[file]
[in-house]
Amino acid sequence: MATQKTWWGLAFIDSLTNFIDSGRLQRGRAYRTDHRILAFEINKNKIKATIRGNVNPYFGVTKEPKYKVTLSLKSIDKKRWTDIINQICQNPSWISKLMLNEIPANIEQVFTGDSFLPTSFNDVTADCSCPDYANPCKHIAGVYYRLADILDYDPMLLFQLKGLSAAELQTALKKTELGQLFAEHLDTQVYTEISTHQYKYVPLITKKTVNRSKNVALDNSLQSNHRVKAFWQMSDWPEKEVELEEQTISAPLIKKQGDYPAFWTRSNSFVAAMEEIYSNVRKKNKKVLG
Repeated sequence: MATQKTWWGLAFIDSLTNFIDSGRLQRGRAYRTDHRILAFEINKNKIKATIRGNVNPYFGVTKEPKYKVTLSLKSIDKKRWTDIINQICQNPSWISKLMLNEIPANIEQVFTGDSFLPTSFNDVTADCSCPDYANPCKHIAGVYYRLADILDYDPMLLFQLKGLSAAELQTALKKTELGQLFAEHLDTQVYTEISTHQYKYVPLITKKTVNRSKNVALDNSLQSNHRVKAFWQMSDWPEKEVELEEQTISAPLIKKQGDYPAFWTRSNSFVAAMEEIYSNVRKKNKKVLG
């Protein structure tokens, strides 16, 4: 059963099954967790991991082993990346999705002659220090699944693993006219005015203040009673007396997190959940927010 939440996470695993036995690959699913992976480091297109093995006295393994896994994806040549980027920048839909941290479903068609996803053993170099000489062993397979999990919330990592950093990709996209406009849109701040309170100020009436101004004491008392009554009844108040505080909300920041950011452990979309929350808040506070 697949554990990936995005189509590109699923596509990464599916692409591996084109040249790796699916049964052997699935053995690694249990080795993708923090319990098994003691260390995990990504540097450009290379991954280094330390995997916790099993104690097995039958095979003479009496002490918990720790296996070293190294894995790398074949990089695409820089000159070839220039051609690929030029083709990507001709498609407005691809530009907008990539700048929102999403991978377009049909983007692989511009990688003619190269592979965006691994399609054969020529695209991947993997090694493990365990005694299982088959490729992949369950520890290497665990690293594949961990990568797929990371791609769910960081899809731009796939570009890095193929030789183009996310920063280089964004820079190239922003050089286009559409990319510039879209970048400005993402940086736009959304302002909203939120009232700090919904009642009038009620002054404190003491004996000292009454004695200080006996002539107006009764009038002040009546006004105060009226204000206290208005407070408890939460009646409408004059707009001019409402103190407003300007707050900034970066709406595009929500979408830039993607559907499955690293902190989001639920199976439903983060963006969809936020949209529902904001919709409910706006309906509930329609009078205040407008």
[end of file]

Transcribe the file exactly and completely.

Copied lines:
[in-house]
Amino acid sequence: MATQKTWWGLAFIDSLTNFIDSGRLQRGRAYRTDHRILAFEINKNKIKATIRGNVNPYFGVTKEPKYKVTLSLKSIDKKRWTDIINQICQNPSWISKLMLNEIPANIEQVFTGDSFLPTSFNDVTADCSCPDYANPCKHIAGVYYRLADILDYDPMLLFQLKGLSAAELQTALKKTELGQLFAEHLDTQVYTEISTHQYKYVPLITKKTVNRSKNVALDNSLQSNHRVKAFWQMSDWPEKEVELEEQTISAPLIKKQGDYPAFWTRSNSFVAAMEEIYSNVRKKNKKVLG
Repeated sequence: MATQKTWWGLAFIDSLTNFIDSGRLQRGRAYRTDHRILAFEINKNKIKATIRGNVNPYFGVTKEPKYKVTLSLKSIDKKRWTDIINQICQNPSWISKLMLNEIPANIEQVFTGDSFLPTSFNDVTADCSCPDYANPCKHIAGVYYRLADILDYDPMLLFQLKGLSAAELQTALKKTELGQLFAEHLDTQVYTEISTHQYKYVPLITKKTVNRSKNVALDNSLQSNHRVKAFWQMSDWPEKEVELEEQTISAPLIKKQGDYPAFWTRSNSFVAAMEEIYSNVRKKNKKVLG
């Protein structure tokens, strides 16, 4: 059963099954967790991991082993990346999705002659220090699944693993006219005015203040009673007396997190959940927010 939440996470695993036995690959699913992976480091297109093995006295393994896994994806040549980027920048839909941290479903068609996803053993170099000489062993397979999990919330990592950093990709996209406009849109701040309170100020009436101004004491008392009554009844108040505080909300920041950011452990979309929350808040506070 697949554990990936995005189509590109699923596509990464599916692409591996084109040249790796699916049964052997699935053995690694249990080795993708923090319990098994003691260390995990990504540097450009290379991954280094330390995997916790099993104690097995039958095979003479009496002490918990720790296996070293190294894995790398074949990089695409820089000159070839220039051609690929030029083709990507001709498609407005691809530009907008990539700048929102999403991978377009049909983007692989511009990688003619190269592979965006691994399609054969020529695209991947993997090694493990365990005694299982088959490729992949369950520890290497665990690293594949961990990568797929990371791609769910960081899809731009796939570009890095193929030789183009996310920063280089964004820079190239922003050089286009559409990319510039879209970048400005993402940086736009959304302002909203939120009232700090919904009642009038009620002054404190003491004996000292009454004695200080006996002539107006009764009038002040009546006004105060009226204000206290208005407070408890939460009646409408004059707009001019409402103190407003300007707050900034970066709406595009929500979408830039993607559907499955690293902190989001639920199976439903983060963006969809936020949209529902904001919709409910706006309906509930329609009078205040407008």